For the first time in my life, I genuinely entertained the thought that it’s all made-up. I’ve gone through all the apologetics lessons and believed I was objectively dealing with rational arguments against the existence of God, but this was not a mental exercise. This time the faith that was supposed to sustain me simply didn’t; my mother was dying and I wasn’t okay. I saw beauty and light and Love everywhere, but it wasn’t enough.
Once I went there, I was fine. Nothing got better, but it didn’t matter anymore whether or not God cared. Terrible things happen all the time. The long, long history of our species has never been without death and probably never without excruciating death. Beautiful people with all shades of kindness die in the worst ways while cruel and selfish people live on to exploit and destroy. It isn’t new and it isn’t something I can do anything about. In some ways, letting go of a personal God with a caring interest in our affairs is easier than abiding by a God who would watch this happen and choose to let it be. If it sounds insufferably cliche, it is, but it’s also true. I get it now. I used to roll my eyes at such expressions, but that was before I saw what death could do.
And that is sort of where I have been for the last couple years. Sometimes more or less persuaded, but generally in the neighborhood of meh.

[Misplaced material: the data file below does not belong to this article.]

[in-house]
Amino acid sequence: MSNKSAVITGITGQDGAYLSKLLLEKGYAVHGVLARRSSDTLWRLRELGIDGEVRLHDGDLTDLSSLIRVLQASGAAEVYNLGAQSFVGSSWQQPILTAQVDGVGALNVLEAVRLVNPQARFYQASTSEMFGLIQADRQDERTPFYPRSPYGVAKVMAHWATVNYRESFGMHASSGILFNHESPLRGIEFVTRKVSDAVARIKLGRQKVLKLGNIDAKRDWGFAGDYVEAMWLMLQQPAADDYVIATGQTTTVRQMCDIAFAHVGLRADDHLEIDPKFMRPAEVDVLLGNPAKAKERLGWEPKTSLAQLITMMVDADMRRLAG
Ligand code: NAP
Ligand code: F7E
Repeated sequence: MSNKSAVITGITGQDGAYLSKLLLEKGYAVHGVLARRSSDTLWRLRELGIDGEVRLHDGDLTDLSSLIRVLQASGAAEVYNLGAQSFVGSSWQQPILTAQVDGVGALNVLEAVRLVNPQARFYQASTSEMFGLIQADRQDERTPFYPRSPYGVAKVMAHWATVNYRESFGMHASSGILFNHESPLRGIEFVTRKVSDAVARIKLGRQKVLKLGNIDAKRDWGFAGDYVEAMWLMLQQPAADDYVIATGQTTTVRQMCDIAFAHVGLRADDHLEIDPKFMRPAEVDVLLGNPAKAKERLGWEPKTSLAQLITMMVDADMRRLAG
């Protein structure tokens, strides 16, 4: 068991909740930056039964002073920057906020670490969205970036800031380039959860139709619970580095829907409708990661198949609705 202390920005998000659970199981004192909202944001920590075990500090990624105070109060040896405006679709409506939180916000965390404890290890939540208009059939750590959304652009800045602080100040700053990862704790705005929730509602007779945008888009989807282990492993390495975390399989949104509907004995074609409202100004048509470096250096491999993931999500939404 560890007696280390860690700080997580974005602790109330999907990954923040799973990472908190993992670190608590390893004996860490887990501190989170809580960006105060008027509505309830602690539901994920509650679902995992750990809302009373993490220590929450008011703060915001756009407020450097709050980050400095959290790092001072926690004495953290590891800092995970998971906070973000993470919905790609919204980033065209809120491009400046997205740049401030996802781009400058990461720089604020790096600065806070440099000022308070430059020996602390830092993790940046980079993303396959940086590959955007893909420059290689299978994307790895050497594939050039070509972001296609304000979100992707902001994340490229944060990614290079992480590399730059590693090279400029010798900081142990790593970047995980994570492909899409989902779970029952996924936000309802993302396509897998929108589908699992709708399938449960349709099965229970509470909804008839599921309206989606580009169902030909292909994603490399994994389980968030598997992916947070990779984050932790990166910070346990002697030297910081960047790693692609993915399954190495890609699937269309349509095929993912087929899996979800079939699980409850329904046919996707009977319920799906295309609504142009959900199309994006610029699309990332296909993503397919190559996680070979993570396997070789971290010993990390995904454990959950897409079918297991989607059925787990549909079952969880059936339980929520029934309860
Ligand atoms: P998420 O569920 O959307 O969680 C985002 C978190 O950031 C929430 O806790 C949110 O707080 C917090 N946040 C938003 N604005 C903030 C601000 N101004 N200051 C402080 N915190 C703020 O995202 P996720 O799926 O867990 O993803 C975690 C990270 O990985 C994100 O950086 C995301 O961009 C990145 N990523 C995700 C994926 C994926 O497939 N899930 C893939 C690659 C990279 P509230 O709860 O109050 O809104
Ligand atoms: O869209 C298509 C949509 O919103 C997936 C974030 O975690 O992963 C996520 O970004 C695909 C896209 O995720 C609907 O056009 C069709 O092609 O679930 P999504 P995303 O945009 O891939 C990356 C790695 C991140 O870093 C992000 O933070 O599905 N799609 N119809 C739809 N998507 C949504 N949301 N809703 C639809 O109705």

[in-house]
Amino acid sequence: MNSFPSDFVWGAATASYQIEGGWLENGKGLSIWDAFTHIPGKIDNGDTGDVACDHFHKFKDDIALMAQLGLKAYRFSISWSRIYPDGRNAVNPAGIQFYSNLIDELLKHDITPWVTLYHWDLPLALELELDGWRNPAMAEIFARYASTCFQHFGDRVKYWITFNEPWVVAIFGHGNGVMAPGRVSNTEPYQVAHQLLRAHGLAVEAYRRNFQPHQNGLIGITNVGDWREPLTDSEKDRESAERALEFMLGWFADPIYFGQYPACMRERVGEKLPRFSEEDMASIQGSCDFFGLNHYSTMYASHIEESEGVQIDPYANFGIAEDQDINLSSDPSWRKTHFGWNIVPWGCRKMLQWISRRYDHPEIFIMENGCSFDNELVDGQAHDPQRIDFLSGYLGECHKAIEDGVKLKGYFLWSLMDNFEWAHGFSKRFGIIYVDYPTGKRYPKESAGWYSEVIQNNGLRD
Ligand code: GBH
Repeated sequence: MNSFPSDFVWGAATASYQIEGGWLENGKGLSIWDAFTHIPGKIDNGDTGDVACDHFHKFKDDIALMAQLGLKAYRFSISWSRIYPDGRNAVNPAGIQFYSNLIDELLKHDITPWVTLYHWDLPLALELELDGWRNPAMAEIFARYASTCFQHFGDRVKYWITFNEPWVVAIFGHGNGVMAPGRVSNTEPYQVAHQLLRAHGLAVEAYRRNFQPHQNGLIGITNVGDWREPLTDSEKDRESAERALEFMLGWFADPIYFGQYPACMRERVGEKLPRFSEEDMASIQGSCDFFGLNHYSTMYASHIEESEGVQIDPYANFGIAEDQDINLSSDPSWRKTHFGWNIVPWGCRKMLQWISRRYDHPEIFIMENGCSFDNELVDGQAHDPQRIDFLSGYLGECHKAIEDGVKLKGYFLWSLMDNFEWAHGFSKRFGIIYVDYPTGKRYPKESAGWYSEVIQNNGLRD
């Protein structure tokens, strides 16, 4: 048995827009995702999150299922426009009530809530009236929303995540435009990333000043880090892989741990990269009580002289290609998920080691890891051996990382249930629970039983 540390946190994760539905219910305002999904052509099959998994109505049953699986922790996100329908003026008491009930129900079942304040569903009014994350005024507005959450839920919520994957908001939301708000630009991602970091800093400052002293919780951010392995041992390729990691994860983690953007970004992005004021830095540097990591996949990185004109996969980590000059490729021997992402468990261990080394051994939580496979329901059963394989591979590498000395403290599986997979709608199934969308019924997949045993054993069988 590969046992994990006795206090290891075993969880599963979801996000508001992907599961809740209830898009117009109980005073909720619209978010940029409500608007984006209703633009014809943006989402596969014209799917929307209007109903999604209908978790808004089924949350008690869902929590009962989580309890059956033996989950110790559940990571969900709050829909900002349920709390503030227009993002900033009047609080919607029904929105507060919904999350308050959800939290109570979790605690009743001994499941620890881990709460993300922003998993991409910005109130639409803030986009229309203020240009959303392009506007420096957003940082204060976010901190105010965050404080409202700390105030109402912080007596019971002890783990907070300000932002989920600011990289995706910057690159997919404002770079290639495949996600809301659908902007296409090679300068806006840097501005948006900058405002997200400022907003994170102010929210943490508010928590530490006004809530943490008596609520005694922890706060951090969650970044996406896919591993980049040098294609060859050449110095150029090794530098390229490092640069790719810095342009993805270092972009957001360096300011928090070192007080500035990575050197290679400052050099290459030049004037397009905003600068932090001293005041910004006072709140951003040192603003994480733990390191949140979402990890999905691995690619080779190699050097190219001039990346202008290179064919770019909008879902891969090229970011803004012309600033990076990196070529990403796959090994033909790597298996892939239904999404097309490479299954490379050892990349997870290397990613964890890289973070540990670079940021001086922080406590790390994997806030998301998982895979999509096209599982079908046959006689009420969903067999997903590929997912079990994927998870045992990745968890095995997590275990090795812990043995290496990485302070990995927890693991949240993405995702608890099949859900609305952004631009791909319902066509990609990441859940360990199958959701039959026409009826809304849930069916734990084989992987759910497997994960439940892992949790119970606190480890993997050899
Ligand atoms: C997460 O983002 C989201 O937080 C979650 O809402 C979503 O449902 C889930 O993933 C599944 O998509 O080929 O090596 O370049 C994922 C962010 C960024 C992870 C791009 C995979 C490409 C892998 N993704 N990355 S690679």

Yet there are times when I feel a presence that reminds me of what it felt like to always have my someone. Often, I feel her, too. My mom is coupled now to God – she is intertwined into the moments of worship or gratitude or feeling held; like she’s matchmaking. Like her smirk is over some effort to get us back together. She was never one to force anything so I imagine it’s a long game, but to my mom, Jesus held my hand at the bottom of that reservoir, no question.
But if I’m honest, there has always been a question to me. Even as a child I knew I was holding my hand in the air. I knew that I could fall, that God was not necessarily going to keep me from tripping over a rock. I knew that holding my hand in the air might even make it easier to twist an ankle. I knew that my trust might be misplaced, that I might be silly for thinking God’s hand was holding mine. I knew what was happening in some rational sense, but it didn’t matter. I wanted it to be true so it was. I held Jesus’ hand and I trusted him to keep me upright.